Young adult Black women have the highest sexually transmitted disease rates among all U.S. women. There are several evidence-based interventions (EBIs) targeted toward this population, yet they each require travel to a healthcare facility or other location. With the increased use of mobile devices, mobile health technology is being utilized more frequently to deliver health interventions. Instead of creating entirely new technologically savvy interventions, the CDC recommends adaptation of EBIs. The purpose of this study was to adapt an EBI for delivery via text messages.

This two-phase, mixed methods pilot study was guided by several philosophical underpinnings (empiricism, critical theory, pragmatism, and intersectionality) and theories (Social Cognitive Theory, Theory of Planned Behavior, and Theory of Gender and Power). A modified version of the ADAPT-ITT model was also used to guide the study. During phase one, a research advisory board was recruited to assist with intervention adaptation, phase two recruitment strategies, and interpretation of study results. In phase two, the newly adapted intervention was pilot tested among a sample of young adult Black women (n = 88), who were randomized to the intervention or control group. Study outcomes included intervention acceptability and feasibility, and preliminary changes in condom use, condom-use self-efficacy and intention, and sexual relationship power.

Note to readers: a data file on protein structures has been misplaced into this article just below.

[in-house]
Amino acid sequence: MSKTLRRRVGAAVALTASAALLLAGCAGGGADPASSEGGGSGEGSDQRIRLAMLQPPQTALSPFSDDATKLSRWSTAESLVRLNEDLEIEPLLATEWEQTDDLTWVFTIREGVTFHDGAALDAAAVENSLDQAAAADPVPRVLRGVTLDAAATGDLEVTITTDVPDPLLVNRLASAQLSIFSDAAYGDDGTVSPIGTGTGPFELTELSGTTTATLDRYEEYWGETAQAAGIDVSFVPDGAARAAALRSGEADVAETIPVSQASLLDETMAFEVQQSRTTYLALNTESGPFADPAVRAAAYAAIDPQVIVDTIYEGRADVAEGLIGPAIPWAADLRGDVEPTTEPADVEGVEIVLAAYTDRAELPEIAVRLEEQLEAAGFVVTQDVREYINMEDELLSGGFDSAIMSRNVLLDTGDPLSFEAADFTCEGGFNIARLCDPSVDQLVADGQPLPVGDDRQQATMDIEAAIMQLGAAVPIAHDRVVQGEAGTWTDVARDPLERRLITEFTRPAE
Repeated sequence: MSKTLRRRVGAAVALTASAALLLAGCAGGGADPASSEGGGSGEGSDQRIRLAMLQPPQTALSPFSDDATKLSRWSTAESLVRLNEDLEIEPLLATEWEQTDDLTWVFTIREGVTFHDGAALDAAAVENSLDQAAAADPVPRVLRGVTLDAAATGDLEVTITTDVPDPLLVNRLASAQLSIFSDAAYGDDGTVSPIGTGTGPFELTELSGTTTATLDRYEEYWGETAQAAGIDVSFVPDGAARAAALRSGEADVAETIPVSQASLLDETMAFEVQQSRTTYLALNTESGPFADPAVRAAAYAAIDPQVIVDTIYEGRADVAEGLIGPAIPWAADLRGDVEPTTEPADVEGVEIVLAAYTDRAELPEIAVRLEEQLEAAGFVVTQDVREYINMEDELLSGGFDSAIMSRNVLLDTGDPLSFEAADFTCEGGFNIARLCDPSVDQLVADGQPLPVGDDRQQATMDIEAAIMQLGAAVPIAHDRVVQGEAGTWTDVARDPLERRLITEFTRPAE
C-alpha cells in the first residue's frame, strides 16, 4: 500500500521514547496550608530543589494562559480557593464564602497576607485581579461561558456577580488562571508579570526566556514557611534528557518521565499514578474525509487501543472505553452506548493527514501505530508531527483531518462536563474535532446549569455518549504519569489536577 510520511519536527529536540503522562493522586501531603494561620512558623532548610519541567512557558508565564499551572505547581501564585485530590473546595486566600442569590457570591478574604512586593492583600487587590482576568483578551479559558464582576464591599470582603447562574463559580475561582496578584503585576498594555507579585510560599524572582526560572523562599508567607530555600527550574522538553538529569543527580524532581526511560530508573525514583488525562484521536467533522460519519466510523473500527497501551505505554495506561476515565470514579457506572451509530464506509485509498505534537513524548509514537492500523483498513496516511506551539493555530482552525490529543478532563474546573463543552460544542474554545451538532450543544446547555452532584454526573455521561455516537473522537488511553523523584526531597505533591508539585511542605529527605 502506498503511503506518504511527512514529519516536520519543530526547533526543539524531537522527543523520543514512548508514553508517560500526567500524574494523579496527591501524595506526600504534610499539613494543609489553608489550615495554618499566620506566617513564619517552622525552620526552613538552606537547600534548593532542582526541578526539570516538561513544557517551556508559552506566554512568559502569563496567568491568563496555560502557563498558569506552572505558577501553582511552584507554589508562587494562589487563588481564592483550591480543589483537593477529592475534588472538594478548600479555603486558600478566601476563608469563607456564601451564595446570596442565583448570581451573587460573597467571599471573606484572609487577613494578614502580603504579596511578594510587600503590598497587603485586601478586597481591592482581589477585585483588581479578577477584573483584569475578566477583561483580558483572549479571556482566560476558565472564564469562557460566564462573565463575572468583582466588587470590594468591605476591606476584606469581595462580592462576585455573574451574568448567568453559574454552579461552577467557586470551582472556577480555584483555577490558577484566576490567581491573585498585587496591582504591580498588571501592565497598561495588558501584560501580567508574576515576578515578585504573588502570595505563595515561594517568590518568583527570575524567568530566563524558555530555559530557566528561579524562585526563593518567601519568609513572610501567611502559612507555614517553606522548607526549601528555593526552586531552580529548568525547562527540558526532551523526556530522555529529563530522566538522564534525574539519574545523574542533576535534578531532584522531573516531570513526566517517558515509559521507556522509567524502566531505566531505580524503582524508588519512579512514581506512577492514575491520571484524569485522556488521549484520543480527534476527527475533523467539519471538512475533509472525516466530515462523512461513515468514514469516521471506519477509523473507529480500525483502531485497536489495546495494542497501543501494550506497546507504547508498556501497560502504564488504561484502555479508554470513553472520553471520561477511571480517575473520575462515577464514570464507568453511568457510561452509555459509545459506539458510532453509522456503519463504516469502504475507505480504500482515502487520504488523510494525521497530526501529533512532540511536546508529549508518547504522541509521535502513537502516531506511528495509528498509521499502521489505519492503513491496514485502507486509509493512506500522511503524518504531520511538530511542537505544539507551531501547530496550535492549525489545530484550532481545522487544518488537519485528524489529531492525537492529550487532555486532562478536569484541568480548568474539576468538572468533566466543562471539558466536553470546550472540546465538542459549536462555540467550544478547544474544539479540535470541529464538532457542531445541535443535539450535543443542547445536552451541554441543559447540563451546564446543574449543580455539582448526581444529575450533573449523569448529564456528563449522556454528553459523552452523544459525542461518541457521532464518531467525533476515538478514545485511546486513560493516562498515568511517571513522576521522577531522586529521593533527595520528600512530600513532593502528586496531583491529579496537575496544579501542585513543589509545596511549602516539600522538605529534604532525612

Acceptability and feasibility of the intervention were high. The overwhelming majority of comments from intervention group participants were positive. Between baseline and follow-up, condom use frequency increased among participants in both study groups. However, there was no significant time by group interaction. Furthermore, while condom use self-efficacy and intention significantly increased among participants in both groups, no time by group interaction was found. Finally, intention was identified as a main predictor of condom use at baseline and follow-up.

The results of this study provide support for intervention modifications that may strengthen outcomes in a future efficacy study of the revised S2S text messaging intervention. It is important that women’s health researchers and educators continue to adapt and evaluate interventions using technologically advanced methods of delivery. Text messaging is a promising method of delivery for EBIs aimed at the reduction of high-risk sexual behaviors among young adult Black women. Intervention adaptation using other types of technology should be investigated as well.